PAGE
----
How do we make memories?
There are many explanations for how memory works. Memory, however, is much more complicated than any one theory can explain. I have blogged before about memory strategies as well as several times about what working memory is.
Recently, I’ve been thinking about a type of memory we don’t hear much about. It’s called episodic memory. Episodic memory is the memory we have for events (or episodes) we experience. Some of the students I teach have trouble remembering facts, vocabulary, and procedures, like how to do long division. Yet, these same students can remember accurate details about a trip they took a whole year ago! They love field trips, movies, and activities that involve building or doing something. These students have a strong episodic memory. They remember what the class was doing when they were learning something. If this is true about your child, you may be able to help him learn more effectively at school by creating episodic memories.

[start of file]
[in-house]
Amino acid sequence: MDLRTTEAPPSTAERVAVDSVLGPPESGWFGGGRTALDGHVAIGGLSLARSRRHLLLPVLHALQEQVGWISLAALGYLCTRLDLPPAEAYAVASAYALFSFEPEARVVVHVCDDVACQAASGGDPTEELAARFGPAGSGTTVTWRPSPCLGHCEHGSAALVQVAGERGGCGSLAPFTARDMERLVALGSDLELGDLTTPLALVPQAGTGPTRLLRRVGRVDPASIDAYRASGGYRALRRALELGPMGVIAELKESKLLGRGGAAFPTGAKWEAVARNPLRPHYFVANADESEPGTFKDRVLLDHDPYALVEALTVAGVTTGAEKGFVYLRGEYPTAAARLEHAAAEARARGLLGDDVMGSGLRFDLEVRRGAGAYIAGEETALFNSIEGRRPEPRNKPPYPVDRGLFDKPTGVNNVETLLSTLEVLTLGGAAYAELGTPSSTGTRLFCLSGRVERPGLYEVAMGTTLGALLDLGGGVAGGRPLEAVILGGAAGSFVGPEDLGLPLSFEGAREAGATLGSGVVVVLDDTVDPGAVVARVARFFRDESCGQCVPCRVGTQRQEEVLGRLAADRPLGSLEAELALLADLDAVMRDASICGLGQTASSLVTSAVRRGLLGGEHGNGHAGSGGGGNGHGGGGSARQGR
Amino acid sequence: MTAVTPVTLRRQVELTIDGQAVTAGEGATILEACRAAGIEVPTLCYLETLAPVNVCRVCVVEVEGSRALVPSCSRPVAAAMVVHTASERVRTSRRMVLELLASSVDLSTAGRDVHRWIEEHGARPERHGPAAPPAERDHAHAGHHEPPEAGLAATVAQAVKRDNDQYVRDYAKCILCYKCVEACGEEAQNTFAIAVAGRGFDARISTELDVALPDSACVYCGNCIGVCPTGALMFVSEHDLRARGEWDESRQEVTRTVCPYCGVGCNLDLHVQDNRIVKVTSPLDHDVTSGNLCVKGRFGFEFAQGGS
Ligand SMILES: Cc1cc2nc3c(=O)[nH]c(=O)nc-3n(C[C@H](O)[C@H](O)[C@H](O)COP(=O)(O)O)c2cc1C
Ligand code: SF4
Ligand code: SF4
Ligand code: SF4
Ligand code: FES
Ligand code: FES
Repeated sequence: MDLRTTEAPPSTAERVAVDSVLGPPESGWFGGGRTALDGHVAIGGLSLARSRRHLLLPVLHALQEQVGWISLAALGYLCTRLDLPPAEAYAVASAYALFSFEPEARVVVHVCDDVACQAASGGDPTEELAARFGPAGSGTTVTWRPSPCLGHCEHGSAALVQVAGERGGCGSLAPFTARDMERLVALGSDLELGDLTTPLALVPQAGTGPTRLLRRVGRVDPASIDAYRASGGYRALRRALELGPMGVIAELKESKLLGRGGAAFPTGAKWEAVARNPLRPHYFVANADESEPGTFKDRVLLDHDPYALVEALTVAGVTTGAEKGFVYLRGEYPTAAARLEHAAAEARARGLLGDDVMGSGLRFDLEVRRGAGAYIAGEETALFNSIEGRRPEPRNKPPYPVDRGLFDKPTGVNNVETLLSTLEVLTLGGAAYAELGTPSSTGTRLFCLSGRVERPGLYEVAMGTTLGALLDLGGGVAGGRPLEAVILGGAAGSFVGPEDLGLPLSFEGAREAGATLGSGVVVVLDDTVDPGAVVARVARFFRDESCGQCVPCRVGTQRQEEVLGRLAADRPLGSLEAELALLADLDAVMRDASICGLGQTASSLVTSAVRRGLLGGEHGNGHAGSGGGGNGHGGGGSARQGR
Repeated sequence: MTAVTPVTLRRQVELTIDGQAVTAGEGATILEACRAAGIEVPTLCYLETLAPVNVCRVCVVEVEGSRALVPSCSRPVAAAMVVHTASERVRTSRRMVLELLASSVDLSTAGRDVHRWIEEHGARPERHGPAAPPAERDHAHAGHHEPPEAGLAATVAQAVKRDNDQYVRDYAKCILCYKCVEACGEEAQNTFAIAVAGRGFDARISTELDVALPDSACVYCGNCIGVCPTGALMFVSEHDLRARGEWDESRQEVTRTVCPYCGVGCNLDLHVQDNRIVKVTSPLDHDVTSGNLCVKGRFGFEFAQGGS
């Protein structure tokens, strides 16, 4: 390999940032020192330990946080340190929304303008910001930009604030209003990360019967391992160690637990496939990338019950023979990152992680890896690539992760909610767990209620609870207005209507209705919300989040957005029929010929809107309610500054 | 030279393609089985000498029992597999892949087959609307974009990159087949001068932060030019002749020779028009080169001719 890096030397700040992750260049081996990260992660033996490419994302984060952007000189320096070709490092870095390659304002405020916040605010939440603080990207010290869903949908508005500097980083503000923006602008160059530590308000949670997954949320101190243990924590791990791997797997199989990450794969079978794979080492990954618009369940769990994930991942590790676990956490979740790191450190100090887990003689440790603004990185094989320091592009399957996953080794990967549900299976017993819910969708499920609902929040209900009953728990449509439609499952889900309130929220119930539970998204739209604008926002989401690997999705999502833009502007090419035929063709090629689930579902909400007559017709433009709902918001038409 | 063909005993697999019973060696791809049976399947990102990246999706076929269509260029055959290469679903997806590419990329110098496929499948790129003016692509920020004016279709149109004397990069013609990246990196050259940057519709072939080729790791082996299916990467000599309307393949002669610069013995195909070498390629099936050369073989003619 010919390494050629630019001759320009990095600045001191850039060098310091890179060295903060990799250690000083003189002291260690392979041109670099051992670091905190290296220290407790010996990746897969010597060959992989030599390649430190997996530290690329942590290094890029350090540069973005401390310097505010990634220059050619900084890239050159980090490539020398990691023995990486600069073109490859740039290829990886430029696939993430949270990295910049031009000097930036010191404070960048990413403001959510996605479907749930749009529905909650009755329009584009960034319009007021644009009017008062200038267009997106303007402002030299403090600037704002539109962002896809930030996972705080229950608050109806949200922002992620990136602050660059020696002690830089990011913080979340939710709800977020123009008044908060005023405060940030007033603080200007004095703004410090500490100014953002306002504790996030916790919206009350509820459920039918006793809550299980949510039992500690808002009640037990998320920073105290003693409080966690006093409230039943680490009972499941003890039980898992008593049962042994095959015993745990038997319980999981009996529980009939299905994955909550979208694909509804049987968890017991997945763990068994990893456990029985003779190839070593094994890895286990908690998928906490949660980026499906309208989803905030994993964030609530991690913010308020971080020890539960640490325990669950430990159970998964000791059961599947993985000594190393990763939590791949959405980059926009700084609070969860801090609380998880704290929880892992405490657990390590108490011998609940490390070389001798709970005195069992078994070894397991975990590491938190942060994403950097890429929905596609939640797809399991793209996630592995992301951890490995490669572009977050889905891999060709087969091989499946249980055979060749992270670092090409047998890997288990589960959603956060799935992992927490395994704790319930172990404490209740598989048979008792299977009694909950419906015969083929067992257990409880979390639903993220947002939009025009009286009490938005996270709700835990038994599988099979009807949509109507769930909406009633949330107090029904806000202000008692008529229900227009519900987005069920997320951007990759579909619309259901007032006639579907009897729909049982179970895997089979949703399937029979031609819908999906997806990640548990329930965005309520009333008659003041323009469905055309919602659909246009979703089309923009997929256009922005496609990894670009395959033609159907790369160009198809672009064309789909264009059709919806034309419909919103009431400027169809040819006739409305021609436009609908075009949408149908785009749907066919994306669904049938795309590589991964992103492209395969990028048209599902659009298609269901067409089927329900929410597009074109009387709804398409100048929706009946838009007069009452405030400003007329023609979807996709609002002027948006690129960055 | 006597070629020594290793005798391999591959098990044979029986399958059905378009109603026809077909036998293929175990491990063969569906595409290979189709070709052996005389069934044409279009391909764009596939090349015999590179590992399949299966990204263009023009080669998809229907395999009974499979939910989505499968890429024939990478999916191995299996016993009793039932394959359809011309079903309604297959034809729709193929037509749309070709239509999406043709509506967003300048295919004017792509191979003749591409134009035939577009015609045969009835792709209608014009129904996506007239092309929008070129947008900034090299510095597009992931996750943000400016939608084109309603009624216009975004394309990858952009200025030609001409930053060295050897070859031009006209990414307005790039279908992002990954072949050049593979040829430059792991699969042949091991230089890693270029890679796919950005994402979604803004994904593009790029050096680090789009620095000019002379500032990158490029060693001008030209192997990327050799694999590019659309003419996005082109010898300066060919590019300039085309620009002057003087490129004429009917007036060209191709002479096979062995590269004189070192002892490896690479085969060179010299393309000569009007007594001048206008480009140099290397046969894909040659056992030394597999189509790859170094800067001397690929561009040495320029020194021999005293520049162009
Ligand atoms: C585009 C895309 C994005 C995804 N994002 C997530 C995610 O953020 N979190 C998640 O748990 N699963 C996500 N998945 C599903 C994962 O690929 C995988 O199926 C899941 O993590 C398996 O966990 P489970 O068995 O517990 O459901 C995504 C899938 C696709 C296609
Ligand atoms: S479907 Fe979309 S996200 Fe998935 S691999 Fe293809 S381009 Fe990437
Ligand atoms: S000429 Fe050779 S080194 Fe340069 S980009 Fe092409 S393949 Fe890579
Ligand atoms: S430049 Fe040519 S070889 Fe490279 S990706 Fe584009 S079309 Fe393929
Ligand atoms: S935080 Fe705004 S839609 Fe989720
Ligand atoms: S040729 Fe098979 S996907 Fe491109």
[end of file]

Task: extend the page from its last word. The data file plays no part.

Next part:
To do this, you have to figure out how to get children to experience what they are learning. For example, instead of studying for a science test in a traditional way, your child can make up a song, rap, or creative story about the concepts. I recently had a student create a dance with music that included all the vocabulary on his upcoming exam. He received an “A” on it! He did not normally do well on tests and exams, so I asked him how he studied. He stood up and sang and danced for me! This isn’t something I would have ever done to study; that’s why memory is a complex process that we really do not fully understand.
Other things you might try are having your child make a movie, create a skit, write poetry, or paint a picture. I believe the trick for those who have strengths in episodic memory is to make something the student can tell a story about. And remember that what works for one may not work for another.